“Every time I’m up alone in this house, late at night, I…” I couldn’t believe I was saying it, “I – I hear something.”
“Something…?” she asked, beginning to smirk.
“Yeah…sounds like…sounds exactly like Grandma’s footsteps on the stairway, followed by that door opening.  Tonight, it actually opened as I watched.  Did you see it?  Am I losing my mind?”
“Sit down,” she said, motioning to the kitchen table.  We both sat.  She continued, “No, you’re not losing your mind.  And yes, I’ve heard it, too.  I’ve heard it every time since it first happened, back when you were fourteen.  I’ve heard it.  And yes, sometimes that door opens.  It doesn’t happen often, but it always happens when you’re home.”
Stunned, I cautiously asked, “What are you saying…?”
She smiled, “You know what I’m saying.  And every time you come home from college, it happens…again and again.  And sometimes, yes – the door opens.”  Tears spilling, she said, “She must really have loved you.”
“The feeling,” I said, “was mutual.” 
Why are you telling us this…? you may wonder. 
It’s simple:  on that night, a twenty-year old finally learned the true meaning of Thanksgiving.  It’s NOT the bullshit we’ve been taught in school about pilgrims and Indians feasting, though some of that may well have happened.  It’s not about turkeys and stuffing, and gravy and blah, blah, blah.
Thanksgiving is about us…imperfect humans, doing our best to be more than we are, to become stewards of one another, and to offer love to our fellow brothers and sisters in all its many, varied forms.  It is families re-grouping, forgiving, sharing food and laughter, and genuine concern and love for each other on our mutual ride of God’s roller-coaster, at a rotational speed of 1,677 KPH, hurtling through space at 67,000 MPH.  My grandmother understood that, even if none of the rest of us did.  In the autumn of my life, I’ve come to understand it, too…if slowly.
I want to share with you something I read on a good friend’s Facebook page today.  It’s a true tale, and is told with loving and a sense of stewardship for our fellow brothers and sisters:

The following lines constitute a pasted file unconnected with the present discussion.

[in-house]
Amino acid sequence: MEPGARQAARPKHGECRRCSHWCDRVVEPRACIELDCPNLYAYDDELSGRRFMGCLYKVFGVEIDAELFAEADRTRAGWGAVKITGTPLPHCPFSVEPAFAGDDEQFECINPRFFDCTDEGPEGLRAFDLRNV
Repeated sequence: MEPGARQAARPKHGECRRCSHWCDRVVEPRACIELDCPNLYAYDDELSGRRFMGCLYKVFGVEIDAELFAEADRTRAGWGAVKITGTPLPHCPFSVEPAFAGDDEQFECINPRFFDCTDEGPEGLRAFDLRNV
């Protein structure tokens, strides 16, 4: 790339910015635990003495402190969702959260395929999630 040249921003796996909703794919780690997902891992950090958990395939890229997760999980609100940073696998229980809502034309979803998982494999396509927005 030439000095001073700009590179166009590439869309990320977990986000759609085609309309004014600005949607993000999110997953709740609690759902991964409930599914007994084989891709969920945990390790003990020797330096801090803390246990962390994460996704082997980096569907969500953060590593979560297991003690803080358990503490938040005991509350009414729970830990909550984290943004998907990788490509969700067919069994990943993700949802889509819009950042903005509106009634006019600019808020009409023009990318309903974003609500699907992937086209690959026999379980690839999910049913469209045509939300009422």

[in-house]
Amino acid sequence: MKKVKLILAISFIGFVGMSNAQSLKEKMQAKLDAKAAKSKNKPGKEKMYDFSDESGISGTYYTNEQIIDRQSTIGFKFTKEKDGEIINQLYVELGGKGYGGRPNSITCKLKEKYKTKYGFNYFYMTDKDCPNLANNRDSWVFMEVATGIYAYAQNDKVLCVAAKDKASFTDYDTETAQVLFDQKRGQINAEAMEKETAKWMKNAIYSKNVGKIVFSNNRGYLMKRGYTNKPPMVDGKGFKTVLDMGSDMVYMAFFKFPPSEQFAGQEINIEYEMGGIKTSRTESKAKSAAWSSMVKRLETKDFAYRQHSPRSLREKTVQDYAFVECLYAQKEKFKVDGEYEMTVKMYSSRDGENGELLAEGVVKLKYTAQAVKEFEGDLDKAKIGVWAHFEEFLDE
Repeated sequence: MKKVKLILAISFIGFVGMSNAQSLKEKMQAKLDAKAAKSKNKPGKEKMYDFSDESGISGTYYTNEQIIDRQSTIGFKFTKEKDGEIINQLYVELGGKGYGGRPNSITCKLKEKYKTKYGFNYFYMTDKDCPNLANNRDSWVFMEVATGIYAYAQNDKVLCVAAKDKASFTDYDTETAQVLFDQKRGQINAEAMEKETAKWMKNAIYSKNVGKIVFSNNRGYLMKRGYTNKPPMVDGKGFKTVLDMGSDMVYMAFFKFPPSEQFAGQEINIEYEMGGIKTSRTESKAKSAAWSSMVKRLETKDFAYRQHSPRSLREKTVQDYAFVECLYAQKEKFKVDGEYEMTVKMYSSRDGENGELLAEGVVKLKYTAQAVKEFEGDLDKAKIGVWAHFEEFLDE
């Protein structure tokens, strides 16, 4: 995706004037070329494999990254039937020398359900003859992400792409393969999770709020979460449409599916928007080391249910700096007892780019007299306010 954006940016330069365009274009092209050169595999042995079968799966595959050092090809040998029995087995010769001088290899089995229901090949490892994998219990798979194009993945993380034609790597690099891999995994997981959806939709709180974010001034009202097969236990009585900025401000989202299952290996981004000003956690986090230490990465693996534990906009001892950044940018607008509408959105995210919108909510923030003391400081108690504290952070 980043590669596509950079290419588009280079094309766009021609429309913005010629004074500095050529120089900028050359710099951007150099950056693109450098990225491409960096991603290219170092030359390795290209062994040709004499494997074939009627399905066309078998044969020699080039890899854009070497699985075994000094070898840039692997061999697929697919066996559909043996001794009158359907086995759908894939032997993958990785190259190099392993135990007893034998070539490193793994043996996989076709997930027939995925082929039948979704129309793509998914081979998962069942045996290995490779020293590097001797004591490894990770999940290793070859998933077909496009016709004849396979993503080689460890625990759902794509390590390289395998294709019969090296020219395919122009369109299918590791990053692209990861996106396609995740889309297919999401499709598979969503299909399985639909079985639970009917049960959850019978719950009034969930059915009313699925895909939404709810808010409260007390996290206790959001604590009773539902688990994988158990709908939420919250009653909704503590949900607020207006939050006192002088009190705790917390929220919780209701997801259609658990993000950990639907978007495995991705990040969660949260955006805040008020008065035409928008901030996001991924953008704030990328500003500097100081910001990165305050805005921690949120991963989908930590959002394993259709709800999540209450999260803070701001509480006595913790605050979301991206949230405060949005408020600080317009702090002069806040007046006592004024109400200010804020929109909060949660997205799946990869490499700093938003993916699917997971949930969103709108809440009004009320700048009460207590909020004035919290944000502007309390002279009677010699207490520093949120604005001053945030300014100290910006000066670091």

Been thinking about this all day. I went shopping today, and when checking out, the shopper
ahead of me checking out had a cart full of thanksgiving dinner…turkey, potatoes and all the trimmings. The cutest little helper passing fresh fruit and whatever to her mom.  Well when
everything was totaled, the mom was $7.00 short. I offered to help her pay for that and she
refused…me being me, I insisted. There wasn’t any junk food and it was a complete Thanks-
giving dinner. “Please let me help you,” I insisted again. I looked at the lady ringing the
young lady up, and tears were in her eyes, just like the ones in mine. I am so thankful the
Lord had me behind this family and my heart feels good.
                                                                                     - An anonymous, kind soul 
Of course, it feels good.  We were designed to be our brothers’ keepers. 
In the midst of Covid-19, we are now encouraged to refrain from large gatherings, whether family or not…and we should be vigilant.  The virus is a killer, and we have already lost a quarter-million Americans…with potentially many more to follow.  Yet, we are called to be our brothers’ (and sisters’) keepers.  How can we possibly do both…?
Here is my humble, but heartfelt, recommendation: 
Sometime tomorrow, in the midst of turkey and football, family and feasting…whether together with family, or isolated by Covid…take a walk in the woods, along a creek or riverbed, in a park or other place of nature preserve.  Speak as little as possible; just walk.  Listen to what the earth and its other lifeforms have to say.  You will be humbled.  Your heartbeat may slow – your blood-pressure lower.  It’s called, “communing with God.”  Listen to what He has to say…through the voices of your ancestors, through the loving touch of a brisk breeze, the biting chill of late November.  Dare to be different tomorrow.  Dare to go walking and say, “Lord, here I am.  I am listening.  Please…speak to me.”
And if you hear the rustle of leaves, the tatter of a woodpecker on a tree, or the hoot of an owl foretelling winter’s chill, listen to it.  Honor it.  Be thankful for it.  I promise you, it is the truest thing you will hear all day.

Back to blog

Leave a comment